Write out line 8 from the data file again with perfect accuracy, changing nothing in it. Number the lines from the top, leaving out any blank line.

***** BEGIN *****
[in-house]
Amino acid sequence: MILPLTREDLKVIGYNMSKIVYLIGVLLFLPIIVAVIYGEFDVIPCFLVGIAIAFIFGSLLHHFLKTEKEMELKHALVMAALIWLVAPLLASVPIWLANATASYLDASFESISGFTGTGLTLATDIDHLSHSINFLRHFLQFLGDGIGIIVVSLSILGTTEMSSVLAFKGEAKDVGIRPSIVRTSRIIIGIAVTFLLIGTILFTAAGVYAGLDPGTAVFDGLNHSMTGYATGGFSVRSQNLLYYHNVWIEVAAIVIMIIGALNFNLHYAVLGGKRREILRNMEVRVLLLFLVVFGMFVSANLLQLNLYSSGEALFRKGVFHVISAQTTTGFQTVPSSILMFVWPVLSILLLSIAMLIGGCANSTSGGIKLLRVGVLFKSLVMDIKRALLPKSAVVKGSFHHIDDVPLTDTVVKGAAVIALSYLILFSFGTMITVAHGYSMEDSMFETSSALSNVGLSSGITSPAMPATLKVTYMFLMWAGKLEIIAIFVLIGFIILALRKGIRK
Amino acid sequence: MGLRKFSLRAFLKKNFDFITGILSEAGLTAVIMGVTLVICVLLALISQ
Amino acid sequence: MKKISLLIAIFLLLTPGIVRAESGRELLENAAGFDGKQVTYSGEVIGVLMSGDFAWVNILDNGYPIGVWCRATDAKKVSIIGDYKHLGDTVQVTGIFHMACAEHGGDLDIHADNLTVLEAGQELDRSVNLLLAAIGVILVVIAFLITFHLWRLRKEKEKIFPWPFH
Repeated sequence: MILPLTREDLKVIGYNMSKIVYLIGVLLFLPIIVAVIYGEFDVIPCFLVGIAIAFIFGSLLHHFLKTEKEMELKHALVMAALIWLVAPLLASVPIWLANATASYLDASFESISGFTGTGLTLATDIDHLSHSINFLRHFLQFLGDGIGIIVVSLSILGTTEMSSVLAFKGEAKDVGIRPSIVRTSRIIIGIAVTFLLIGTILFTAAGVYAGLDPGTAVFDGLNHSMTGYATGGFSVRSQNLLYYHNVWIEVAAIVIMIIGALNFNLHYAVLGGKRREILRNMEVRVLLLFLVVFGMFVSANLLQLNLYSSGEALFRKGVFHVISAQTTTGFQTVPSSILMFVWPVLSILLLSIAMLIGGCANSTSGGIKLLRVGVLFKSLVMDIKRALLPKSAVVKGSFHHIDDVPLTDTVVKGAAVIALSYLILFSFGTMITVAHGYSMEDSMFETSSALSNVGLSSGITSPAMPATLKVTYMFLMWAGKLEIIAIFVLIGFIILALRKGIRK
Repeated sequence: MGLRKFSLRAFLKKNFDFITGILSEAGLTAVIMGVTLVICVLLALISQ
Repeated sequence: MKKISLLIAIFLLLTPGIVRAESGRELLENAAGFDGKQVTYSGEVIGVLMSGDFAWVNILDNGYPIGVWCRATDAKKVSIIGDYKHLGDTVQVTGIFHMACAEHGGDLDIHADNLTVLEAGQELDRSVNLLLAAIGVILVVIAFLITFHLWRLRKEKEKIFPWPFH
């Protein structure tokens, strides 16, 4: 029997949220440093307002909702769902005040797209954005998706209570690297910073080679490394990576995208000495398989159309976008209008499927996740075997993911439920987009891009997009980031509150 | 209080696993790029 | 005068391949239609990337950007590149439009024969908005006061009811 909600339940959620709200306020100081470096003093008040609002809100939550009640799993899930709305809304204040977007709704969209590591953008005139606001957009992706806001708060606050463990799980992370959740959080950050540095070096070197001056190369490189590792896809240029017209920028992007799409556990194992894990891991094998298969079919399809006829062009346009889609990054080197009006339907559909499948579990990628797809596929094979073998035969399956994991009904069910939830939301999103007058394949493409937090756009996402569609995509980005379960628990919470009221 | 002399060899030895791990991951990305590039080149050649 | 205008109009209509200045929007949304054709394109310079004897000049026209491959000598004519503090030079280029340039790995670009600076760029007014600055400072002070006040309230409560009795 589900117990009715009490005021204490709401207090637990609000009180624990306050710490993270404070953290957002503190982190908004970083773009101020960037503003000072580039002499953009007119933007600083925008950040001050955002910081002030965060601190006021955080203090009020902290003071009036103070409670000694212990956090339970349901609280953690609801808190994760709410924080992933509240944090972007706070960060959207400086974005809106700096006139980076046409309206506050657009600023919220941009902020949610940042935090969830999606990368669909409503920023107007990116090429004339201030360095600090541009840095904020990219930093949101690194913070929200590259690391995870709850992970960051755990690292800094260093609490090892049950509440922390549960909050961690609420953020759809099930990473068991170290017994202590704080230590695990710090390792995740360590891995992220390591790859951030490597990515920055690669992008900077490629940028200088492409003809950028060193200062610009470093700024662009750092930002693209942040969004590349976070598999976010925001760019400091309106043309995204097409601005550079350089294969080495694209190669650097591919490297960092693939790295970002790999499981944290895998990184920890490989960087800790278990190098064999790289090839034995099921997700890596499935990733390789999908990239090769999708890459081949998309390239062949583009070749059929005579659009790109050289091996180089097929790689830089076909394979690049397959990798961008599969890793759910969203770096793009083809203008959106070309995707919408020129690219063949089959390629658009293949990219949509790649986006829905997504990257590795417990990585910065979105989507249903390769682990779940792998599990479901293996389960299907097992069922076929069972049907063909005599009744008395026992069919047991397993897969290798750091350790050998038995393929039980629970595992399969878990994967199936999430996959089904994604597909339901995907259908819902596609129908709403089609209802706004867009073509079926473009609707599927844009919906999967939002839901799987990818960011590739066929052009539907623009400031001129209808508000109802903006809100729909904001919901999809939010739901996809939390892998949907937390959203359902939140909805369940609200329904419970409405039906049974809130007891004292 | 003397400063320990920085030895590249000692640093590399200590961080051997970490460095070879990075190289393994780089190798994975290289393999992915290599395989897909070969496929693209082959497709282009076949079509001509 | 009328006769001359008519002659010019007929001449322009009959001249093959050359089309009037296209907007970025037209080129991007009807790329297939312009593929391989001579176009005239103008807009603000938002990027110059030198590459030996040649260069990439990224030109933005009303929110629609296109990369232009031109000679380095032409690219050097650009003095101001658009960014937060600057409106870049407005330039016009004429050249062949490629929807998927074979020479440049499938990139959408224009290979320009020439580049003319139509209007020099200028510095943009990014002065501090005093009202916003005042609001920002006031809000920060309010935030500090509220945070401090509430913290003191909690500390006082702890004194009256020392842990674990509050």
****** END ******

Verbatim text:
């Protein structure tokens, strides 16, 4: 029997949220440093307002909702769902005040797209954005998706209570690297910073080679490394990576995208000495398989159309976008209008499927996740075997993911439920987009891009997009980031509150 | 209080696993790029 | 005068391949239609990337950007590149439009024969908005006061009811 909600339940959620709200306020100081470096003093008040609002809100939550009640799993899930709305809304204040977007709704969209590591953008005139606001957009992706806001708060606050463990799980992370959740959080950050540095070096070197001056190369490189590792896809240029017209920028992007799409556990194992894990891991094998298969079919399809006829062009346009889609990054080197009006339907559909499948579990990628797809596929094979073998035969399956994991009904069910939830939301999103007058394949493409937090756009996402569609995509980005379960628990919470009221 | 002399060899030895791990991951990305590039080149050649 | 205008109009209509200045929007949304054709394109310079004897000049026209491959000598004519503090030079280029340039790995670009600076760029007014600055400072002070006040309230409560009795 589900117990009715009490005021204490709401207090637990609000009180624990306050710490993270404070953290957002503190982190908004970083773009101020960037503003000072580039002499953009007119933007600083925008950040001050955002910081002030965060601190006021955080203090009020902290003071009036103070409670000694212990956090339970349901609280953690609801808190994760709410924080992933509240944090972007706070960060959207400086974005809106700096006139980076046409309206506050657009600023919220941009902020949610940042935090969830999606990368669909409503920023107007990116090429004339201030360095600090541009840095904020990219930093949101690194913070929200590259690391995870709850992970960051755990690292800094260093609490090892049950509440922390549960909050961690609420953020759809099930990473068991170290017994202590704080230590695990710090390792995740360590891995992220390591790859951030490597990515920055690669992008900077490629940028200088492409003809950028060193200062610009470093700024662009750092930002693209942040969004590349976070598999976010925001760019400091309106043309995204097409601005550079350089294969080495694209190669650097591919490297960092693939790295970002790999499981944290895998990184920890490989960087800790278990190098064999790289090839034995099921997700890596499935990733390789999908990239090769999708890459081949998309390239062949583009070749059929005579659009790109050289091996180089097929790689830089076909394979690049397959990798961008599969890793759910969203770096793009083809203008959106070309995707919408020129690219063949089959390629658009293949990219949509790649986006829905997504990257590795417990990585910065979105989507249903390769682990779940792998599990479901293996389960299907097992069922076929069972049907063909005599009744008395026992069919047991397993897969290798750091350790050998038995393929039980629970595992399969878990994967199936999430996959089904994604597909339901995907259908819902596609129908709403089609209802706004867009073509079926473009609707599927844009919906999967939002839901799987990818960011590739066929052009539907623009400031001129209808508000109802903006809100729909904001919901999809939010739901996809939390892998949907937390959203359902939140909805369940609200329904419970409405039906049974809130007891004292 | 003397400063320990920085030895590249000692640093590399200590961080051997970490460095070879990075190289393994780089190798994975290289393999992915290599395989897909070969496929693209082959497709282009076949079509001509 | 009328006769001359008519002659010019007929001449322009009959001249093959050359089309009037296209907007970025037209080129991007009807790329297939312009593929391989001579176009005239103008807009603000938002990027110059030198590459030996040649260069990439990224030109933005009303929110629609296109990369232009031109000679380095032409690219050097650009003095101001658009960014937060600057409106870049407005330039016009004429050249062949490629929807998927074979020479440049499938990139959408224009290979320009020439580049003319139509209007020099200028510095943009990014002065501090005093009202916003005042609001920002006031809000920060309010935030500090509220945070401090509430913290003191909690500390006082702890004194009256020392842990674990509050």